Vocus Group’s consumer energy business and data centres are expected to be the first on the chopping block as the telecommunications provider looks to sell non-core assets.
Industry experts said the most obvious businesses to sell were its portfolio of 20 data centres, which could be worth $160 million and were the subject of preliminary sale negotiations this year, and the consumer energy business, where it bundles gas and electricity with its internet services from providers such as Dodo.
The telecommunications provider flagged it had received numerous approaches from interested parties for several of its assets, while private equity giants Kohlberg Kravis Roberts & Co and Affinity Equity Partners were doing due diligence on the company.
Vocus said the approaches identified Australian assets of material value that may be non-core. The board will review Vocus’ portfolio and consider its options.
Asset sales would well strengthen the telco’s balance sheet. Vocus did not declare a final dividend so it could investment in the business, including the Australia Singapore Cable and reduce overall debt.
Credit Suisse and Goldman Sachs are Vocus’ go-to investment banks but it’s believed no mandate has been issued yet.
During 2016-17, Vocus increased the number of energy services it had in operation to 161,000, up 14,000 in the period. Energy made up about 27 per cent of Vocus consumer revenue in Australia.
Vocus data centres were about 7 per cent of the company’s overall revenue. Australian Securities Exchange-listed data centre business NEXTDC was rumoured to have expressed interest in Vocus data centres.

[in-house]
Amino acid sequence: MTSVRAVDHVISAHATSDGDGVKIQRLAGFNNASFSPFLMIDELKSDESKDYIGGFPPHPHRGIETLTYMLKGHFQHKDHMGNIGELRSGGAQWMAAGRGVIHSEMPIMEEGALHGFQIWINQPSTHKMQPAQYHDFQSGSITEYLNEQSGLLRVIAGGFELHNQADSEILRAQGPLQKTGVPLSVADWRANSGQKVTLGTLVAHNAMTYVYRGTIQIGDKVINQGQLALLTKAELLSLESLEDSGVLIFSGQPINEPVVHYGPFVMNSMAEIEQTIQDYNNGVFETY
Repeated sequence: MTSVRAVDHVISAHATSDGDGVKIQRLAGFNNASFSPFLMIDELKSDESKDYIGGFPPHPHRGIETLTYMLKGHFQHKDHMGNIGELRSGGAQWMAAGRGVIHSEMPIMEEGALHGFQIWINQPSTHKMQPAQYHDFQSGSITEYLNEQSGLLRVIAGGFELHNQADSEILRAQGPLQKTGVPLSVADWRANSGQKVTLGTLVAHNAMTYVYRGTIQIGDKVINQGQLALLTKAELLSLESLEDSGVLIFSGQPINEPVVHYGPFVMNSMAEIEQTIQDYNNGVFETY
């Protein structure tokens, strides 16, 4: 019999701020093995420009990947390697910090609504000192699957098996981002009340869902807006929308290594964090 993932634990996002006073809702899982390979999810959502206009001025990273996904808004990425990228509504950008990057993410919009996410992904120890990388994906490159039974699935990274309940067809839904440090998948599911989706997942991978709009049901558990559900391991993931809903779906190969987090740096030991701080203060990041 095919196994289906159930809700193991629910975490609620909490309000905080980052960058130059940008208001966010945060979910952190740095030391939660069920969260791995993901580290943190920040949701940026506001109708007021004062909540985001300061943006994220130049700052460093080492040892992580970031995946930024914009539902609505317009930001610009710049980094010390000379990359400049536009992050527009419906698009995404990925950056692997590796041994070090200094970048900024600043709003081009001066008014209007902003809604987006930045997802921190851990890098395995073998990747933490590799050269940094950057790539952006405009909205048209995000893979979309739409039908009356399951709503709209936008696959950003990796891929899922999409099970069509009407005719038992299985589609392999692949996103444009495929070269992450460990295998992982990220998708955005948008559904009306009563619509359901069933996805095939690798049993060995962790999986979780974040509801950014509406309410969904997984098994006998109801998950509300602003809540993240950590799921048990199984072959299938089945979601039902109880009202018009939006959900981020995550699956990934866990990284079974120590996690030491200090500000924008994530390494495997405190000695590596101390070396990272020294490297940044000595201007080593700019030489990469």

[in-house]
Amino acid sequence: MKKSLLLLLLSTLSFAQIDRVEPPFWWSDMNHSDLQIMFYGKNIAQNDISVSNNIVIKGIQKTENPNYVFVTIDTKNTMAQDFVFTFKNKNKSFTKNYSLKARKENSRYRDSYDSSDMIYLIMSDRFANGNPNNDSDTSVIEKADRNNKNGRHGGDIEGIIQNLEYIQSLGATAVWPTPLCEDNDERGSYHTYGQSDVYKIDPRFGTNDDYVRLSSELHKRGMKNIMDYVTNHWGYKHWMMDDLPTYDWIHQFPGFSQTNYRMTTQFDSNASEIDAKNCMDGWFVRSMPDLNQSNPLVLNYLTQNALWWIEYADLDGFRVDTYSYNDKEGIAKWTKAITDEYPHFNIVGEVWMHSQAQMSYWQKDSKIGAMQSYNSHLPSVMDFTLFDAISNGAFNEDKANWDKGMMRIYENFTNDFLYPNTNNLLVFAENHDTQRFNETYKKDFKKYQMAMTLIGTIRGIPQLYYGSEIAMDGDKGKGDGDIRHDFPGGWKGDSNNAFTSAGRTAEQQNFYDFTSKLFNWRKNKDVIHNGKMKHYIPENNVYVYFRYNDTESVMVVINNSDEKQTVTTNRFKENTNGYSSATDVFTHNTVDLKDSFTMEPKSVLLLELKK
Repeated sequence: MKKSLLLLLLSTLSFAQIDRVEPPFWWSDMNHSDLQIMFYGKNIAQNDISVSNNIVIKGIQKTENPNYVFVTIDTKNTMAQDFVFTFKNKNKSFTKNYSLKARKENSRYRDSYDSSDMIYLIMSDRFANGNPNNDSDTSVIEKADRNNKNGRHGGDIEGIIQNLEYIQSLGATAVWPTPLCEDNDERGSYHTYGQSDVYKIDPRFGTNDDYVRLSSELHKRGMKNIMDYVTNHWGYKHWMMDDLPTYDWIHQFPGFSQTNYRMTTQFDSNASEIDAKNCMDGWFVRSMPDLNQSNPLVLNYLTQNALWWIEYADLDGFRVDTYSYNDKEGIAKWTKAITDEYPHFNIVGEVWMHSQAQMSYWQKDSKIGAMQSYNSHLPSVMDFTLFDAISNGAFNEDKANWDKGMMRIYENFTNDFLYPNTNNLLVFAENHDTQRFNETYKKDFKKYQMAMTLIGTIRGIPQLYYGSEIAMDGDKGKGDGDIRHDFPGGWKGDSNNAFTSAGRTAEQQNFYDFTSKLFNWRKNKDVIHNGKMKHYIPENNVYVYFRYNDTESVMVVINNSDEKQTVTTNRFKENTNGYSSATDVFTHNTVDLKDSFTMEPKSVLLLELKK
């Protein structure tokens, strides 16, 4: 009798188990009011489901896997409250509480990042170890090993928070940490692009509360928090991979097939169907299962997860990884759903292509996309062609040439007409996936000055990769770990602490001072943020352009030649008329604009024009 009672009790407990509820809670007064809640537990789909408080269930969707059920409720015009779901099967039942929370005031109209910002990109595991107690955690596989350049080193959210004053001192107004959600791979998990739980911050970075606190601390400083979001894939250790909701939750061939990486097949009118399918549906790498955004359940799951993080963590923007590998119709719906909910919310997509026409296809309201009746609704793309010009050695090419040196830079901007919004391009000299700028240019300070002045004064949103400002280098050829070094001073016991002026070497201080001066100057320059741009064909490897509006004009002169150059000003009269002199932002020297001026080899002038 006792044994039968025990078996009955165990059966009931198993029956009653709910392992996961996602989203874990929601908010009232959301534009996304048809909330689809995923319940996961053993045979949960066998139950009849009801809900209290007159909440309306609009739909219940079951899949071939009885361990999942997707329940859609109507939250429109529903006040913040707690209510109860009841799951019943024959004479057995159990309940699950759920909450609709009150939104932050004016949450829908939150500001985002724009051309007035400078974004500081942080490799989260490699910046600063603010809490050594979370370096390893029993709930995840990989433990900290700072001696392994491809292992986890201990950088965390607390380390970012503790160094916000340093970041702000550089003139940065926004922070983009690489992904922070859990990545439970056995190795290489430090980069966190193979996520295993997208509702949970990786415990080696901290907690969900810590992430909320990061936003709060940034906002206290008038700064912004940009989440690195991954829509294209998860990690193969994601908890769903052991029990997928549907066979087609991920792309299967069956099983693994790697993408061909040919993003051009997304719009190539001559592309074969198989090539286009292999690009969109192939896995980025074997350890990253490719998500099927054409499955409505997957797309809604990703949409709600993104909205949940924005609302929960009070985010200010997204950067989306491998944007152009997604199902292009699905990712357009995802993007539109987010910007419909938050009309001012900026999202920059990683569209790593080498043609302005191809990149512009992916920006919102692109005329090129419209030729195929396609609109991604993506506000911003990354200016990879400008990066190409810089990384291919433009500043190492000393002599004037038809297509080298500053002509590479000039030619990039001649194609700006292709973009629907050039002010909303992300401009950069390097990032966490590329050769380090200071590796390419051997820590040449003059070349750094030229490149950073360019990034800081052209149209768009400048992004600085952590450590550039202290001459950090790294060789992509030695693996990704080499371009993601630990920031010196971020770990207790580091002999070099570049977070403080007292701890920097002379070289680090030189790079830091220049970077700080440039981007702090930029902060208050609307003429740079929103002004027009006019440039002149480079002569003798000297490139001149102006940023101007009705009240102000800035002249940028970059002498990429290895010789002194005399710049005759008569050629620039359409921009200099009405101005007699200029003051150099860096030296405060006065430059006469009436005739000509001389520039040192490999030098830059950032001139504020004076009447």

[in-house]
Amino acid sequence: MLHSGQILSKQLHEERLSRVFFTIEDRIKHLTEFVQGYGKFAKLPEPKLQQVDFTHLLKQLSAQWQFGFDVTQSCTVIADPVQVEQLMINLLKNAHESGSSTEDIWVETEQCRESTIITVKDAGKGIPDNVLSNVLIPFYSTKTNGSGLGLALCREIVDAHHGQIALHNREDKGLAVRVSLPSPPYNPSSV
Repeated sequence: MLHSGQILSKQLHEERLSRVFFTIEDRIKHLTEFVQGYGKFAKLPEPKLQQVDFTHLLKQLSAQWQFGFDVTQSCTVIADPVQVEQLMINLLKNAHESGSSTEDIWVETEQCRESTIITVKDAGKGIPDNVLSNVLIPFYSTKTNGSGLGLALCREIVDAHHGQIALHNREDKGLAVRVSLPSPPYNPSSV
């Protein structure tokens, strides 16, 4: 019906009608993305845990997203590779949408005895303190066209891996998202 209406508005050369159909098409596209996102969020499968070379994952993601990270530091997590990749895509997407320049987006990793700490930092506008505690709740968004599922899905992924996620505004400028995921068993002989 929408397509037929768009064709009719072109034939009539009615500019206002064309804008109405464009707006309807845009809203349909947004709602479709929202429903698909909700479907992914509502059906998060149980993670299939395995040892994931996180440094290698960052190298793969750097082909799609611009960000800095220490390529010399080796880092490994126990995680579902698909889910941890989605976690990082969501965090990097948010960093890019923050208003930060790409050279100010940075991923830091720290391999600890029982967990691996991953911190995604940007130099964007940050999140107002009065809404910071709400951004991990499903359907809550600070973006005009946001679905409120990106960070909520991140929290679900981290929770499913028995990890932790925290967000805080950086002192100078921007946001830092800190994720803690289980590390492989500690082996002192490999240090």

However, it’s not the only data centre business on the market.
RBC Capital Markets and UBS have begun drumming up interest for Metronode, as revealed by The Australian Financial Review‘s Street Talk column, the data centre business owned by Ontario Teachers’ Pension Plan that Vocus did not buy as part of its $807 million purchase of Nextgen in 2016.
Metronode is much larger than Vocus’ data centre business, believed to be worth $1 billion, and is understood to be of higher quality.
Vocus management has made a habit of trimming the fat over the years as it continued to acquire assets. It has a history of reviewing and then dumping assets it believes aren’t core, such as Aggregato, a US prepaid card venture, and Connect 8, a fibre construction joint-venture in New Zealand.
Vocus chief executive Geoff Horth would not be drawn on the assets the company had received approaches for and which ones it will sell.
“I’m not going to call out the assets. Except to say they’re specific to our Australian business,” he said.
The comment puts to rest rumours Vocus had been reviewing its New Zealand assets.